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Pictures of Devil’s Causeway truly don’t capture the sheer terror of walking across a narrow, exposed land bridge. Though falls are rare, there’s no shame in not crossing.

Several hours from Colorado Springs, Devil’s Causeway is located near the tiny town of Yampa and in the heart of the Flat Tops Wilderness Area. It is known for a rocky, slender terrain stretching about 50 feet. Some parts are just 3 feet wide with cliff drops onto talus rocks somewhere between 60-80 feet.

That all being said, the hike is worthwhile. It features spectacular views of the Flat Tops, an abundance of wildflowers, funky-looking mushrooms and a very still lake.

The trail starts off relatively flat with wonderful views of Stillwater Reservoirs. At a junction, stay right and enjoy walking through the forest. There’s a registry here, too. Your way up includes a still lake and the Devil’s Causeway ridgeline to your left.

The next mile or so covers about 1,000 feet of elevation. The switchbacks are long but gradual. Reach another junction and go left. This is the beginning of a steep climb to the ridgeline. Once there, this is where trouble comes: It’s the notorious land bridge.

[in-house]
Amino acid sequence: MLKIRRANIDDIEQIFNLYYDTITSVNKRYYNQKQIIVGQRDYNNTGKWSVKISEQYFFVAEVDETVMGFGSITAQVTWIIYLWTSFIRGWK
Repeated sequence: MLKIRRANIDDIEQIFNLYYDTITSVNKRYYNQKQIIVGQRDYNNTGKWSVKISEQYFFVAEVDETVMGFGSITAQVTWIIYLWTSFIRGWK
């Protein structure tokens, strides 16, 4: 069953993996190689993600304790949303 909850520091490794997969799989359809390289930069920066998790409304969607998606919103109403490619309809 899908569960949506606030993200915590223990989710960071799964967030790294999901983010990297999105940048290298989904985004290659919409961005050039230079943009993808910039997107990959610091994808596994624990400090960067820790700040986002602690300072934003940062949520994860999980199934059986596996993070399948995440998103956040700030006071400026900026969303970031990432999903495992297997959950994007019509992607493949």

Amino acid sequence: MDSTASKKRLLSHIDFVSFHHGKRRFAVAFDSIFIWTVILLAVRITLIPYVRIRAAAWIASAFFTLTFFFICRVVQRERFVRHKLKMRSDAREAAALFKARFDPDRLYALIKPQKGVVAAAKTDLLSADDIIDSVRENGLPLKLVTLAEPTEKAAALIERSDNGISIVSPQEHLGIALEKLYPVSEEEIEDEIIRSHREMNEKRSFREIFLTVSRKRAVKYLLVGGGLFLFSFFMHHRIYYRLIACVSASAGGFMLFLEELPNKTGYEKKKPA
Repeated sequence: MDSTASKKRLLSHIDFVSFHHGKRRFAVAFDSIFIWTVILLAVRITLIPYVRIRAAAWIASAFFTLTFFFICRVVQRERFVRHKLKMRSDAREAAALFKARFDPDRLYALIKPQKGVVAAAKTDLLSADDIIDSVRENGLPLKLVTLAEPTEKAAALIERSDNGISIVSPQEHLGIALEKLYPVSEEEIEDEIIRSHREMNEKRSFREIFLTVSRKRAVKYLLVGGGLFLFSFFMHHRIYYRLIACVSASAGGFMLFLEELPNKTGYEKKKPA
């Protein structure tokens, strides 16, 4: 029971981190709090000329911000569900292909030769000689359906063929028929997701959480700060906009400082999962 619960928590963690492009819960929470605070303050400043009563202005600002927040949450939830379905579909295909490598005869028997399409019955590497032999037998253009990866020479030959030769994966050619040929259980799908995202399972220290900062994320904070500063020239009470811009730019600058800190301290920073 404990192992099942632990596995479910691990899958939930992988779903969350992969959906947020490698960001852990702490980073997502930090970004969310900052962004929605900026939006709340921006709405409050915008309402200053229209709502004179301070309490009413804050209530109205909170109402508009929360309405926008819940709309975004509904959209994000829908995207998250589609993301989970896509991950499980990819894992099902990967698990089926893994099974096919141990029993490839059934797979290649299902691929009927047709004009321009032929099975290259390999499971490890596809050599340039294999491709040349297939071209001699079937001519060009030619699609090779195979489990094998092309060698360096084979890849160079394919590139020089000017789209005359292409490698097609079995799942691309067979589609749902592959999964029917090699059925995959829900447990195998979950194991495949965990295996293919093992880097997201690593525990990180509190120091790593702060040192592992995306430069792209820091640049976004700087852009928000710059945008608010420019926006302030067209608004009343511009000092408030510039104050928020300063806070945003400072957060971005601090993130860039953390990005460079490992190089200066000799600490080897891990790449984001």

Turn back or go straight to continue a loop back to the trail, which is all downhill.

Trip log: 6-mile round trip (out and back), 1,637 feet elevation gain, 11,800 feet max

Difficulty: Moderate to difficult

Getting there: From Colorado Springs, head north on I-25. Once in Denver, take 470 West or U.S. 6 West to I-70 West. In Silverthorne, exit 205 to Colorado 9. Stay on the highway until U.S. 40/Park Avenue. Turn left. Pass through Kremmling before making a left onto Colorado 134 and a slight right onto Colorado 131. Off the highway, turn left onto Colorado Road 7 near a gas station in the town of Yampa. Follow the road for about 7 miles before reaching Forest Service Road 900, a well-maintained dirt road in the Routt National Forest. Stay on it for about 9 miles to a parking area.

FYI: Dispersed camping along the trail and fee campsites along the dirt road leading up to the trail. Dog-friendly.


This content was originally published here.